The Status of Women in Antigone by Sophocles and A Doll's House by Ibsen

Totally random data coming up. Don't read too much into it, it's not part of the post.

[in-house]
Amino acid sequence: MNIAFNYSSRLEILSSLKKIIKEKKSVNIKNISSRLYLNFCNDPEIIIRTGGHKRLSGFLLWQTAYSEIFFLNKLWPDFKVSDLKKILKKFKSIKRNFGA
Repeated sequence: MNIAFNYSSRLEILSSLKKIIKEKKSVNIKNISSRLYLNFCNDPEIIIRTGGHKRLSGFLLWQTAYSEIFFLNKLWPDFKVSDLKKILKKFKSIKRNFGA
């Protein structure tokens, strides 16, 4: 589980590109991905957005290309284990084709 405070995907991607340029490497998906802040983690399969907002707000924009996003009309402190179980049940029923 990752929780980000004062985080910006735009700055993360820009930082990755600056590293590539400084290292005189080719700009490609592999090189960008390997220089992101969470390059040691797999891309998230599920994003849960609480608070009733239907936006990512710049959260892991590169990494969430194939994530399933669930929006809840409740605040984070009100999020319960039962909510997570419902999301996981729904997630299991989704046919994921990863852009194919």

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Society is burdened with inherent flaws. From the times of antiquity to the modern age, social imbalances and power struggles have perpetually existed. One such inherent flaw is the differences in social expectations that exist between men and women. Even during the drafting of the constitution, a document designed exclusively for the protection of democracy and the assertion of equality is the premise of acknowledging man and woman as social equals ignored. Even today, women still face the challenges of their predecessors who had been mired in the “cult of domesticity” for countless centuries, adhering to the traditional values that their ancestors had feigned upon them. Republican politician, Faith Whittlesey argues that even in today’s relaxed social atmosphere, “In order for a woman to be considered equal to a man, she has to do even more than a man.” This rough assessment of women’s current social status although true for most cases, is not entirely concise. The Greek tragedy Antigone offers flawless support for Whittlesey’s assertion. When Creon discovers that Antigone has defied him by brazenly ignoring his orders, he ponders, “Breaking the given laws and boasting of it. Who is the man here? She or I, if this crime goes unpunished?”(Sophocles, 95) Due to Antigone’s perseverance and adamant will, she is able to overcome the overwhelming adversity she faced defying Creon, the king of Thebes, in order to accomplish her moral duty of burying her brother Polyneices in

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